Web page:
What Mamata Did Not Say: Line To Kashmir Valley May Be Delayed By 10 Years

3 July 2009
The Indian Express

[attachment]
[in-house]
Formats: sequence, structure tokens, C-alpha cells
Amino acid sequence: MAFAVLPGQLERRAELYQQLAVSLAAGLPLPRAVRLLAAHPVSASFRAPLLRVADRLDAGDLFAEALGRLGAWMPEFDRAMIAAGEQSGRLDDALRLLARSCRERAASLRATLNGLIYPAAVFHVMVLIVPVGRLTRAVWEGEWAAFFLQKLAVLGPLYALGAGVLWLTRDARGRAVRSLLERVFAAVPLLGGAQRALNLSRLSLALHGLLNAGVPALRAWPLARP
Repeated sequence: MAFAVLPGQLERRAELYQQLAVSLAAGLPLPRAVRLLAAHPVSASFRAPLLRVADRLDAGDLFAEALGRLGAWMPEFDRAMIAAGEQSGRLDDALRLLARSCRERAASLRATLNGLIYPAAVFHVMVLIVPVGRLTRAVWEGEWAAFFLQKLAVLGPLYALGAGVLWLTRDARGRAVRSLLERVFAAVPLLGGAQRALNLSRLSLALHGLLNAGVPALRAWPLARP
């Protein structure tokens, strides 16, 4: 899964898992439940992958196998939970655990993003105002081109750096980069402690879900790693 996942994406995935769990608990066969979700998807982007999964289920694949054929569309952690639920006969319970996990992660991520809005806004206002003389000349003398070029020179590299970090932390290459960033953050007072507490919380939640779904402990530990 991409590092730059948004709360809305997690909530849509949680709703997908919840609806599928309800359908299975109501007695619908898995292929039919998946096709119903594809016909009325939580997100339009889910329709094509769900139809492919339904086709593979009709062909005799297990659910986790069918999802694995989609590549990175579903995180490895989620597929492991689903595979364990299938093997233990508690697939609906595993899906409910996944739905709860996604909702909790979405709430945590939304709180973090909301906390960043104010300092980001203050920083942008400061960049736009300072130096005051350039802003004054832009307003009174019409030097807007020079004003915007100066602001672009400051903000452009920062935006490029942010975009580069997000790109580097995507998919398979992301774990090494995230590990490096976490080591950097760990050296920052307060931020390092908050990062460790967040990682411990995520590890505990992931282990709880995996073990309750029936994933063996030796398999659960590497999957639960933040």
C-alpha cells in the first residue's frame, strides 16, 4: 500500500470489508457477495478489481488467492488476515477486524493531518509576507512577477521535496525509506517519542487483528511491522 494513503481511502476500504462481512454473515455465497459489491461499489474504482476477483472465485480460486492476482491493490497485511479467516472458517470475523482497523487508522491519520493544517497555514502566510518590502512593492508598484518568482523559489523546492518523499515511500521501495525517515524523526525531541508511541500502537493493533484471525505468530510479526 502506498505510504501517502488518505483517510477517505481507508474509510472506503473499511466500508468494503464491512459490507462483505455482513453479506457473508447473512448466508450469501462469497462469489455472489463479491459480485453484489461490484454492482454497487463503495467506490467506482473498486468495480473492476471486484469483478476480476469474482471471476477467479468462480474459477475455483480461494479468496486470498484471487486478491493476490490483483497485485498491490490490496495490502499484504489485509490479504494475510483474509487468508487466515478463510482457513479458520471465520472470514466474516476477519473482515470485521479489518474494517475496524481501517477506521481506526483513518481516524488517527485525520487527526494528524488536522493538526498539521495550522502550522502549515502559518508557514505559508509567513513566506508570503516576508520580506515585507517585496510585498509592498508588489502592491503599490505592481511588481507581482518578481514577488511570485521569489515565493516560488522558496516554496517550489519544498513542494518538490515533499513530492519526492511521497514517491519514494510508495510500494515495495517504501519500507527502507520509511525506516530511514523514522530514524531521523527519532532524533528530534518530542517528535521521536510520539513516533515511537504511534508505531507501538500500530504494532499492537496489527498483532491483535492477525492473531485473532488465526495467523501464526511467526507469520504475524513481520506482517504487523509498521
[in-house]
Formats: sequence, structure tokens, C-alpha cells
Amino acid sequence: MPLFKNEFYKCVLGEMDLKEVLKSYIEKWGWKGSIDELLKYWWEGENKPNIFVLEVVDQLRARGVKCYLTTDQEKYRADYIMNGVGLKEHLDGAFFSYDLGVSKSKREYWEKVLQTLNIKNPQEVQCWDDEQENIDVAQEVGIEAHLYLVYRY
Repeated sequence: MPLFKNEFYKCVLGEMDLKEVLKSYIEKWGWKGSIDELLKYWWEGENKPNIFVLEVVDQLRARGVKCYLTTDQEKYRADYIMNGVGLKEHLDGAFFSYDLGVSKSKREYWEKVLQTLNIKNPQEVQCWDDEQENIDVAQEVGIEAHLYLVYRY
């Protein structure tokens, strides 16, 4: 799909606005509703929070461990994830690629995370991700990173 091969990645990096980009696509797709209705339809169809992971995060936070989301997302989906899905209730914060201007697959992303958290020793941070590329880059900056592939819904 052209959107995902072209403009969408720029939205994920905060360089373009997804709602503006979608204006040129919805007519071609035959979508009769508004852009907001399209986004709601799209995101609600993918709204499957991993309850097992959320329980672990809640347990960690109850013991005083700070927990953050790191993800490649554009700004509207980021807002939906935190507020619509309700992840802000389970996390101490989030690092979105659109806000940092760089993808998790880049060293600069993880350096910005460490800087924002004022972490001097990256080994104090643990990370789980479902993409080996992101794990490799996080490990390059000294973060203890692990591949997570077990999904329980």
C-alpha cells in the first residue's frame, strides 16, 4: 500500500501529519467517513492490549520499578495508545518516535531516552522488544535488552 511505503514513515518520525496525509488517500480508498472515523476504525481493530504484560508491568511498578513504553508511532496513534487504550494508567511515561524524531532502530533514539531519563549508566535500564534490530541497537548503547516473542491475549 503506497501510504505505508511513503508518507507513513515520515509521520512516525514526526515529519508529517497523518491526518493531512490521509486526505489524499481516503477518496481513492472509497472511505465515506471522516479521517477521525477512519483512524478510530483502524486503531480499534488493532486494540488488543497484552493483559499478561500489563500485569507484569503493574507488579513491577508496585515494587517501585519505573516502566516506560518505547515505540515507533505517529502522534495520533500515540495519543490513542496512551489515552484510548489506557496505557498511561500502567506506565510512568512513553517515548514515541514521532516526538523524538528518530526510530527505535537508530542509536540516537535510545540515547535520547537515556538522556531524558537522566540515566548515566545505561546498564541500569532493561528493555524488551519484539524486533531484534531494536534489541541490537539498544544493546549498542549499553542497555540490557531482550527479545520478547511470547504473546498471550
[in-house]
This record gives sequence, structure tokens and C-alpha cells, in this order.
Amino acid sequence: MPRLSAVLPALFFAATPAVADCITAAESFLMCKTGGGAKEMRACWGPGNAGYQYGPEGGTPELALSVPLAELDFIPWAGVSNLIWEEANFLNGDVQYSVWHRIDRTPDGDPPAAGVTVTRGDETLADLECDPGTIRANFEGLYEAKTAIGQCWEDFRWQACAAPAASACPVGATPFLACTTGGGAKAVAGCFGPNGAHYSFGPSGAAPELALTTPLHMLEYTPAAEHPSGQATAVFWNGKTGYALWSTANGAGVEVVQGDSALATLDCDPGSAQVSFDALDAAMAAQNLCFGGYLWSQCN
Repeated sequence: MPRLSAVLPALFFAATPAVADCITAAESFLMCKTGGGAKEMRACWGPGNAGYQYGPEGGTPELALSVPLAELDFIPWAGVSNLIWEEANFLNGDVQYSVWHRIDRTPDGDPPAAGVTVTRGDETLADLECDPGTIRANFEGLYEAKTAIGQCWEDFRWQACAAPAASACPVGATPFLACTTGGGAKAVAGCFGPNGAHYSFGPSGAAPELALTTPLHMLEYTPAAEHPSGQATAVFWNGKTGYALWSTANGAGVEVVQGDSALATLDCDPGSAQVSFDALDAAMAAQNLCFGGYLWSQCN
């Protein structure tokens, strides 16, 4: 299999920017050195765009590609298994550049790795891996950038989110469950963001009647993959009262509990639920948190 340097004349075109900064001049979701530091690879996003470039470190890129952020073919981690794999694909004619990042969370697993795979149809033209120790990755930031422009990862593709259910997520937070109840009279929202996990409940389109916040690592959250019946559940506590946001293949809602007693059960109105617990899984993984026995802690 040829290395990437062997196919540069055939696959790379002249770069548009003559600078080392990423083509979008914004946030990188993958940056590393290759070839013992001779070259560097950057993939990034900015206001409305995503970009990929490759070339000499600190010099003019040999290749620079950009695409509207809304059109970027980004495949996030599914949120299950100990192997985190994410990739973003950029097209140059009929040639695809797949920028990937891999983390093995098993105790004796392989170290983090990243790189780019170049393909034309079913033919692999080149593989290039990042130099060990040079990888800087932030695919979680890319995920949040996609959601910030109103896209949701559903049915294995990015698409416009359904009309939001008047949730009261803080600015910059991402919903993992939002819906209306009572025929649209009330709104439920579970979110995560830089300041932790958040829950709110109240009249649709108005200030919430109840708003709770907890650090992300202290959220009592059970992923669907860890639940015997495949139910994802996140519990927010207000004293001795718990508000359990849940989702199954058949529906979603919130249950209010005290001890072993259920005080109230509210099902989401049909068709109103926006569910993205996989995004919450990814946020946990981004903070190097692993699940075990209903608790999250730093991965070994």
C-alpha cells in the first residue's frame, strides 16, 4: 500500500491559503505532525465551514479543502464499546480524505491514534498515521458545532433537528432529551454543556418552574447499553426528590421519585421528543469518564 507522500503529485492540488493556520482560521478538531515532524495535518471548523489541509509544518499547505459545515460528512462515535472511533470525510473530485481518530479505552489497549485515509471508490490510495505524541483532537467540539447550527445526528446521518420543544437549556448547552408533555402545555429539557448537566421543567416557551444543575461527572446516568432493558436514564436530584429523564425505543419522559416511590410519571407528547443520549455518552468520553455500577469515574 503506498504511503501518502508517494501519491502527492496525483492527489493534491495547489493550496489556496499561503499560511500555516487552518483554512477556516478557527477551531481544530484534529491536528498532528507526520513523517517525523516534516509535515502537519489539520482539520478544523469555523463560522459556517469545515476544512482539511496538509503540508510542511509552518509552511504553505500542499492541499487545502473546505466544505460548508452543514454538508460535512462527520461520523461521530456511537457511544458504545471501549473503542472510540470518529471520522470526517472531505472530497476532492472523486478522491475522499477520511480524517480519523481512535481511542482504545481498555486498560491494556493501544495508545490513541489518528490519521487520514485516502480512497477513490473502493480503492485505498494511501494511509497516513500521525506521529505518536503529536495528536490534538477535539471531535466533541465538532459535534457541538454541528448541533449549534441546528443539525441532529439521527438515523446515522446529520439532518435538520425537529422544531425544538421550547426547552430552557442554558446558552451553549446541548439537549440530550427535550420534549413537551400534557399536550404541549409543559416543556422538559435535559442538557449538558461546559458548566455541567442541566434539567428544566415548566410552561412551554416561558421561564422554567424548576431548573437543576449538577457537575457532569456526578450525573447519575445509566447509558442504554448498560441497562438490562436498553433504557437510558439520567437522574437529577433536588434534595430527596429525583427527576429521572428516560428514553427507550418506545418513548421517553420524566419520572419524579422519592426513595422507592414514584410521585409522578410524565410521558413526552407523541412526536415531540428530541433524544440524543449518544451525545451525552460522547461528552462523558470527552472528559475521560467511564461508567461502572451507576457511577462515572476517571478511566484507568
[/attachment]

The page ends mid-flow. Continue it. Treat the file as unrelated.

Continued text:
New Delhi: In her budget speech, Mamata Banerjee today said that experts studying alignment issues on the mountainous Katra-Qazigund section in J&K had submitted their report, and because “safety of passengers” was her “foremost concern”, the decision on the project would have to be made “very carefully”. “I will review the matter soon and see how quickly this section of the national project can be taken up for completion,” the Railway Minister told the Lok Sabha. What she did not say is that India’s ambitious Train to Kashmir project now stares at an even longer delay that threatens to push back its date of completion by a full decade. The high-level expert committee formed by the ministry under the chairmanship of former Railway Board chairman M Ravindra to review the original and proposed new alignments for the line between Katra and Banihal on the Katra-Qazigund section is learnt to have recommended that the realignments suggested by Swiss Engineering Consultant Amberg should be accepted. The expert committee report is not yet public. But information available with The Indian Express says that Amberg has suggested realigning as much as 93 kilometres of the total 126-kilometre long Katra-Banihal section. Amberg, it is reliably learnt, has suggested realignments from Kilometre 30 to 38, 60 to 97 and 101 to 149. The expert committee has recommended that Amberg’s view should be accepted “even if it means elimination of two stations, Bhata and Kholi”. Significantly, Konkan Railways Corporation Limited (KRCL) and IRCON, the two Railway PSUs executing works on this section, had suggested a realignment of around 38.78 km. The expert panel has also stressed the desirability of constituting another committee comprising representatives of Northern Railway, Konkan Railways, IRCON and Geological Survey of India to “examine, refine and finalize the realignments suggested” so as to ensure that major faults are crossed at right angles or in the range of 70 to 110 degrees, and that the line at other places is kept as far away from geographical faultlines as possible. If the government takes the expert consultant’s advice, it may not be possible to save more than 10-15 km of the original alignment, a ministry source said. Adopting the new alignment will mean abandoning at least Rs 250 crore worth of works already executed on the section. Surprisingly, the Ravindra committee has expressed satisfaction with the stability of the slopes of the Chenab bridge, subject to further field investigations and studies. “Considering the importance of the structure, field investigations and studies need to be done before recommencement of work on the bridge,” the panel has said. Rail Bhavan had halted work on the bridge - at 359 m from the river bed, billed the highest in the world - last year. Sources said the ministry would want to establish the feasibility of constructing the Chenab bridge before going in for a re-alignment. “The studies for the Chenab bridge will take close to a year. Once the feasibility of the bridge is established, the geo-technical investigations, land acquisition and forest clearances for the new alignment would take a minimum of two years. Only then will construction begin. Even by conservative estimates, the project will be delayed by at least 10 years, causing a huge escalation in costs,” said a source. Ministry sources had recently told The Indian Express that the committee had permitted Railways “to start work at some locations” and that the Railways had “started conducting the technical tests, as indicated by the committee, at some of these locations”. “Amberg was asked to optimise the existing alignment. A technical examination of each kilometre is on and the expert committee has accepted a host of options leaving the final decision to the ministry. Safety of the line will be our paramount concern. The ministry may not agree with what Amberg has suggested,” a top ministry official told The Indian Express on Friday. Works on this section were suspended on July 14, 2008 following an order by former Member Engineering of the Railway Board, SK Vij. Following abysmal progress of the construction over several years, Vij had called for a review of the alignment.